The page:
Close-Up: How does adland view 2012 mascots?

Are Wenlock and Mandeville going to be a London Olympics success story, Matt Williams asks.

After the furore surrounding the design of the London 2012 Olympic logo when it first launched two years ago, you can imagine just how tightly crossed the fingers of the people at the London Organising Committee for the Olympic Games were when the event's mascots were revealed on the BBC's One Show recently.

Created by Iris, Wenlock (named after the village of Much Wenlock in Shropshire) and Mandeville (named after Stoke Mandeville hospital, the birthplace of the Paralympic Games) each has one eye, two short legs and a yellow light on its head (as a reference to London's black cabs).

The characters were supposedly born from drops of steel from London's Olympic stadium, and will, it's claimed, represent "the digital generation".

Their launch was accompanied by an animated video, written by the author Michael Morpurgo, as well as a digital campaign that encouraged people to customise their own versions of the mascots.

Wenlock and Mandeville are also already on Facebook, and will regularly update their own Twitter accounts too.

"We believe we've created a first in the world of mascots," Grant Hunter, the creative director of Iris, says. "We've created a flexible design with two forms that are fluid and designed to play sport. Yes, they could be called futuristic but their reflective skins allow them to morph and change, to reflect the rich heritage of our great country."

It's fair to say that initial press reaction was less than enthusiastic. The Guardian called the mascots "pitiful", while The Times referred to them as "insipid, anaemic, bullied extras from some Pixar spin-off".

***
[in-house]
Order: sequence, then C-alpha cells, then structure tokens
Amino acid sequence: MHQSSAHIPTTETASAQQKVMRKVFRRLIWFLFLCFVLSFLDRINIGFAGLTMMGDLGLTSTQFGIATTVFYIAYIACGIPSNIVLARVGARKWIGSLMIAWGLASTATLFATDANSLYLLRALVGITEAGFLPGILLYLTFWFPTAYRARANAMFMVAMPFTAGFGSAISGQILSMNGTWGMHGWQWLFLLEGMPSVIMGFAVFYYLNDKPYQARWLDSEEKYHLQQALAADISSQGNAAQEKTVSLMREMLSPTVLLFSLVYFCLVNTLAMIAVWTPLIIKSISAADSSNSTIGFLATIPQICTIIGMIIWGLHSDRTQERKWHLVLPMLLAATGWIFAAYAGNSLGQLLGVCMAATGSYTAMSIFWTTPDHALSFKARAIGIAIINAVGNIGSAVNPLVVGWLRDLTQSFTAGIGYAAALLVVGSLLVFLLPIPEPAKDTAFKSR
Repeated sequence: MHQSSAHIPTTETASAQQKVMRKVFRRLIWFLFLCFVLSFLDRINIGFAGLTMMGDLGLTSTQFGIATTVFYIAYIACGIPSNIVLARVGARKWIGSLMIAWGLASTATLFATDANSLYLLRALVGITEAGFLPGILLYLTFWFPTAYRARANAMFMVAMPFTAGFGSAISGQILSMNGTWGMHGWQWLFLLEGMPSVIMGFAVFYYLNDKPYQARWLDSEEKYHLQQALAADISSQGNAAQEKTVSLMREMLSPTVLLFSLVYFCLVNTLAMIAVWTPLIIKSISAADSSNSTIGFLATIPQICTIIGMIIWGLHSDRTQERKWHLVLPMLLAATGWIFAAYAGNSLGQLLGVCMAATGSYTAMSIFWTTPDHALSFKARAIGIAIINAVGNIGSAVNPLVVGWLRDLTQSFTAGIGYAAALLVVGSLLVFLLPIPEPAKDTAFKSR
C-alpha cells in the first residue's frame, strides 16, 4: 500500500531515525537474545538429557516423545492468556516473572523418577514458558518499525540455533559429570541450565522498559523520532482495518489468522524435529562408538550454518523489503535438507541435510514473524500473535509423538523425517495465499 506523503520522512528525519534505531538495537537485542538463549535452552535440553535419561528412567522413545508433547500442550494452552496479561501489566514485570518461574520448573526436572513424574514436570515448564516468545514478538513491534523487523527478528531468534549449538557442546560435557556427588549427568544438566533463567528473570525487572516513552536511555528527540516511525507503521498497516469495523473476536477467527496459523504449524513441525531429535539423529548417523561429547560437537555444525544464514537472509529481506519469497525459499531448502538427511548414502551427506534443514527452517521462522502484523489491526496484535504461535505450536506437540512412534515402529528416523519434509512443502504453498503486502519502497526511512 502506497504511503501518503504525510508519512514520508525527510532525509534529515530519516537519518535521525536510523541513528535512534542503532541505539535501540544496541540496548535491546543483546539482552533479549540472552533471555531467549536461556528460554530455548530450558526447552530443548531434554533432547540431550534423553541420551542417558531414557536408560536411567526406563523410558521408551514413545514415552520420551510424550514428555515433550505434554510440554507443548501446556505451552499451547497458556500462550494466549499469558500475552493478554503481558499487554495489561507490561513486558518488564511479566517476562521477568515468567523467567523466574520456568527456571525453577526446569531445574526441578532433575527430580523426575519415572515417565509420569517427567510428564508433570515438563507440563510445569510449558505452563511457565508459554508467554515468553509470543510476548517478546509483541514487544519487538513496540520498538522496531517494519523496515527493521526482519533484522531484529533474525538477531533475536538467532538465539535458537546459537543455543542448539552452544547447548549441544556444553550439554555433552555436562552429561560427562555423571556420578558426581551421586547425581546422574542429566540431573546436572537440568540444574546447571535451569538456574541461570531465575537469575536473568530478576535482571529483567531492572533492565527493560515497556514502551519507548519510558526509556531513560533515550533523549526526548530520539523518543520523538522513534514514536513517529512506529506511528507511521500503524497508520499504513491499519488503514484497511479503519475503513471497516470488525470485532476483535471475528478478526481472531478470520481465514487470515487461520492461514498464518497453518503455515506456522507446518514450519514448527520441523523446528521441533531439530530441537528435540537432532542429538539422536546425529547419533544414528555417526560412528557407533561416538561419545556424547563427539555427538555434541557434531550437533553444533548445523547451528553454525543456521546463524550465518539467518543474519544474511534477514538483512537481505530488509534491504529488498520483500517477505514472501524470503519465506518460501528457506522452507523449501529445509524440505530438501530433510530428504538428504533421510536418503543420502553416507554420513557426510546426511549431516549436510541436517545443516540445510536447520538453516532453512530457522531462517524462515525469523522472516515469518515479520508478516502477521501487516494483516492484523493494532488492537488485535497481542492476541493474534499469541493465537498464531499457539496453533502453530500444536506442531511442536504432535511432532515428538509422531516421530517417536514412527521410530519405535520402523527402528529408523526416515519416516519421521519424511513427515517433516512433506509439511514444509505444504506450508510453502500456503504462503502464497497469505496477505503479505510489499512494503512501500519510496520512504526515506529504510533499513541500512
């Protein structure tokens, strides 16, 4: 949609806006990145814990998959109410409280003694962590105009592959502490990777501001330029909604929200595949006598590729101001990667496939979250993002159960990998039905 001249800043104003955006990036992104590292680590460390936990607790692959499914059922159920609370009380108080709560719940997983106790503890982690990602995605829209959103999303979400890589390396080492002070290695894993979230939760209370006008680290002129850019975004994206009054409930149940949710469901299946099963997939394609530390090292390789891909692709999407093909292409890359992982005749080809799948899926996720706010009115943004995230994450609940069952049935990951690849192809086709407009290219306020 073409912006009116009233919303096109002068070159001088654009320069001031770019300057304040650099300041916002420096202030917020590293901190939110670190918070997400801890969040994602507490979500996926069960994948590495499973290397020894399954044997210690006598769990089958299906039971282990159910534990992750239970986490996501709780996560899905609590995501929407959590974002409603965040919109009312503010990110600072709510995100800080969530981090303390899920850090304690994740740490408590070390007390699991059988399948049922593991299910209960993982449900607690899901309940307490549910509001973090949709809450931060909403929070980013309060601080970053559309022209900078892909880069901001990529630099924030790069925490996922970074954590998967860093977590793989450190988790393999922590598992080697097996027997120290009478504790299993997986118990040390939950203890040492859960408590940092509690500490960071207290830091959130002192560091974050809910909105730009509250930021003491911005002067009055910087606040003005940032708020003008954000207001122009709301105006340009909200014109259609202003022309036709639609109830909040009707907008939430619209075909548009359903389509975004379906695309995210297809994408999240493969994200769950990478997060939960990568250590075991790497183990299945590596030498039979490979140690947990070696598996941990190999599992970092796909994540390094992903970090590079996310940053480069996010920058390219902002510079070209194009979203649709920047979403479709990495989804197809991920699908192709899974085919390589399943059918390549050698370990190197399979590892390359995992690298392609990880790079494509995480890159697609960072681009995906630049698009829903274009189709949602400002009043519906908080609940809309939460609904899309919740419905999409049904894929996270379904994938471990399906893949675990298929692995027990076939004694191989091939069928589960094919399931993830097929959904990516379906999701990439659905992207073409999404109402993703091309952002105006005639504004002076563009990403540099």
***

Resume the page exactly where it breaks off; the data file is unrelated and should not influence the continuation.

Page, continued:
Those on Twitter called for more British-centric characters, and pondered whether the cameras in the pair's eyes would do nothing but add to the country's reputation as a surveillance society.

"It's de rigeur to criticise the mascot and much of the negative comment has followed an expected and obvious path," Hunter says. "After all, it wouldn't be Britain if people didn't have something to whinge about."

Inevitably, much like as happened with the logo, the ferocious criticism has begun to die down as the dust settles. Hunter points to the launch being "just the start of a long journey", where we will see the characters come to life online as people - particularly children - begin to interact and customise them.

Indeed, Robert Campbell, the founder of Beta, suggests that "my threeand four-year-old boys will probably be collecting them", and reaction from young people has certainly been more positive than that found on Fleet Street.

London 2012, it seems, continues to divide opinion.

** PLANNER - Andy Nairn, executive planning director, MCBD

"The best mascots function as instant pieces of branded entertainment, which can galvanise diverse audiences across many touchpoints.

"Unfortunately, Wenlock and Mandeville fail on all counts. They're far from instant, relying on a contrived back story conceived by a children's novelist.

"They bring no branding cues of London/British provenance (I understand the desire to avoid Beefeater-and-doubledecker cliches but surely there must have been an original way round this?).